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E. in 350. remained in hiding near Alexandria and at Memphis when he resumed his until Julian's death in 363, bishopric. Basil the Great, commonly called St. Basil, was a native of Cappadocia. He and Julian were about the same age, and were fellow-students in Athens in Basil returned to Cappadocia in 356 and was 355. probably in retreat in a monastery near Caesarea, the metropolis of Cappadocia, when Julian addressed to him Letter 26 inviting him to the court at The invitation was certainly not Constantinople.

3) that the news of the death of Artemius was the signal at Alexandria for the outbreak of the populace which resulted in the murder of Bishop George, whose oppression of the citizens Artemius had supported with his troops tortures (Sozomen 4. 30). Ammianus was at Antioch and must have known the date of the death of Artemius he should also have known that George was murdered nearly a year earlier, in December 361, when the death of Constantius was announced. Artemius, according to Philostorgius, was one of ; those who resisted Julian's blanda persecutio of bribes and eloquent arguments to which so many succumbed, and this accounts for the fact that he was not punished till some time after Julian's accession.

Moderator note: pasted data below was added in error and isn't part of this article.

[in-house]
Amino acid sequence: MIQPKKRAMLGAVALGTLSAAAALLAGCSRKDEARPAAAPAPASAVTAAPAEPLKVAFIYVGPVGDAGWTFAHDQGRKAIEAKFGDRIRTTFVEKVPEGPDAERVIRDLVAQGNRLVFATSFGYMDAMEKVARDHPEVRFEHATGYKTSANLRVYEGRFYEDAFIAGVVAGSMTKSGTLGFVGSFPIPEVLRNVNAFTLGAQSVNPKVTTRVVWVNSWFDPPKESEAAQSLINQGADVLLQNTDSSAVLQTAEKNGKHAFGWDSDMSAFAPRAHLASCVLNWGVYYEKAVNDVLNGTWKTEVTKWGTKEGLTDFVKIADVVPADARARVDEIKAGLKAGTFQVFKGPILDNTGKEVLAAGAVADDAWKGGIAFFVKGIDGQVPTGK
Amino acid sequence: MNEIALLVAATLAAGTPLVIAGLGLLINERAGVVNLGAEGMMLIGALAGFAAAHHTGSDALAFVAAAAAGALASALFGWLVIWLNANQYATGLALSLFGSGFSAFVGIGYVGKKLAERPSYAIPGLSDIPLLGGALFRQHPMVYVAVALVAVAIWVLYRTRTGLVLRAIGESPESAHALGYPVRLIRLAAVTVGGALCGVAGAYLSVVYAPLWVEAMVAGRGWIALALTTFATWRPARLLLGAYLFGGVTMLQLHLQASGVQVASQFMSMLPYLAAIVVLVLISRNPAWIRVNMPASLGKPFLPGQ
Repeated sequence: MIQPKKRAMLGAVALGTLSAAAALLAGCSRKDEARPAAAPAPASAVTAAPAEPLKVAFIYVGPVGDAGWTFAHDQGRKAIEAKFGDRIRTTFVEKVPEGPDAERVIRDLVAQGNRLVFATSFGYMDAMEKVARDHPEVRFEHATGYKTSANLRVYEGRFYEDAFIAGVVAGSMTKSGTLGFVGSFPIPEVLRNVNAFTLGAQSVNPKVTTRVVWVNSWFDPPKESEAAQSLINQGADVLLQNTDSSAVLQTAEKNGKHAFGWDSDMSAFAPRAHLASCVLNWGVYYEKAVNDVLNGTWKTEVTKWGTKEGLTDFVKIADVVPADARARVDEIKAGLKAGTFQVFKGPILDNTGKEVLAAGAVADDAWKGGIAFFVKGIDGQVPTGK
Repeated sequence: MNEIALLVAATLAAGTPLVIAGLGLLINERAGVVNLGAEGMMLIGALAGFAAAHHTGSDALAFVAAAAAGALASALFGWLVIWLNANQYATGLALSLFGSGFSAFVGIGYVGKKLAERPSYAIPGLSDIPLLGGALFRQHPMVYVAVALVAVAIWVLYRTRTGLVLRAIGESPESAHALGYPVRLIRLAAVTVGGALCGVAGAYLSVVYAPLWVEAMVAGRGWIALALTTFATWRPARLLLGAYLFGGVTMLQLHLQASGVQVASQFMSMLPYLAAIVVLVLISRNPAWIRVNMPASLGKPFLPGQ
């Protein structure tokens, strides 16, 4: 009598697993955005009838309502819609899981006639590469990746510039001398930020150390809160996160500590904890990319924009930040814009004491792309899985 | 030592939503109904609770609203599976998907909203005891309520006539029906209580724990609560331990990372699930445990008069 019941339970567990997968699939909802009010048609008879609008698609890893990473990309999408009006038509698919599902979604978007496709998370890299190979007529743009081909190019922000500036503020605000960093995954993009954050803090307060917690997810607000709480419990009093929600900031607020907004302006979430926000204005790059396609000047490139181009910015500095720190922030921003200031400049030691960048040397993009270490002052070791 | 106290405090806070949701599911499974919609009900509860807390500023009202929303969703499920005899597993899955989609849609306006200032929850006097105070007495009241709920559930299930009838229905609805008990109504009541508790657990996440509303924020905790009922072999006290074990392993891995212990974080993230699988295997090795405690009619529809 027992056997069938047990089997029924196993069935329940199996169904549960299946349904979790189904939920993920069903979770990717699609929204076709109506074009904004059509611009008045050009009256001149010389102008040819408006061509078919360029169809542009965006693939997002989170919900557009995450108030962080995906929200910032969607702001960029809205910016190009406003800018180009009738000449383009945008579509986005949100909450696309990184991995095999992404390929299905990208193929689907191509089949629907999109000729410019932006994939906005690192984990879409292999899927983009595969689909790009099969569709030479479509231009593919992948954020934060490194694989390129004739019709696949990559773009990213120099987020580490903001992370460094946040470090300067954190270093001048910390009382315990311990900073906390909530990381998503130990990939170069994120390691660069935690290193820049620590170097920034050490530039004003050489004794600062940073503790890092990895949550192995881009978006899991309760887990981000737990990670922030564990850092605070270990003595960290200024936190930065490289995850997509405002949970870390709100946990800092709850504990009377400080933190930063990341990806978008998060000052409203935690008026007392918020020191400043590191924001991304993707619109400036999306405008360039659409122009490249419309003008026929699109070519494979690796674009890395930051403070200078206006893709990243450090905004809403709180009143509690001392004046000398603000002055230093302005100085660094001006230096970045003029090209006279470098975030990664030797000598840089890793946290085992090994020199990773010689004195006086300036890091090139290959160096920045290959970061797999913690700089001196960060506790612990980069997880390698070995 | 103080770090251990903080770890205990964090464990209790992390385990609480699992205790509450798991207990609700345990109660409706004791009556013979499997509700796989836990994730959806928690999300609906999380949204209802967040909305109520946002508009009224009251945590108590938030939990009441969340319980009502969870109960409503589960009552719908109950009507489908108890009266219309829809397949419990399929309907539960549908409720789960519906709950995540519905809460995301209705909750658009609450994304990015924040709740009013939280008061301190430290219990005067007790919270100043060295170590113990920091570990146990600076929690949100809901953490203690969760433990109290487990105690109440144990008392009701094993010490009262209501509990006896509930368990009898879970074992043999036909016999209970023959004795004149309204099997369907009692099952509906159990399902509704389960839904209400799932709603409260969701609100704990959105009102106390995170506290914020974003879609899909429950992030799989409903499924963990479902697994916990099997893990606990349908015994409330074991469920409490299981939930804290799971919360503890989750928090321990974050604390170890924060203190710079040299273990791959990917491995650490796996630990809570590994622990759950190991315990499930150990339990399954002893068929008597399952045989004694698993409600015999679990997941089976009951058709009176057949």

Artemius, according to Philostorgius, was one of ; those who resisted Julian's blanda persecutio of bribes and eloquent arguments to which so many succumbed, and this accounts for the fact that he was not punished till some time after Julian's accession. Atarbius 1 to whom the Emperor Julian wrote Letter 37 telling him not to persecute the Galilaeans, but to prefer the god-fearing, i. e. the pagans, was a native of Ancyra and himself a pagan. At that time, 362, he was governing the province of the Euphrates with the title Praeses Euphrates sis.

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A Commentary on Livy: books 1-5 by R.M. Ogilvie


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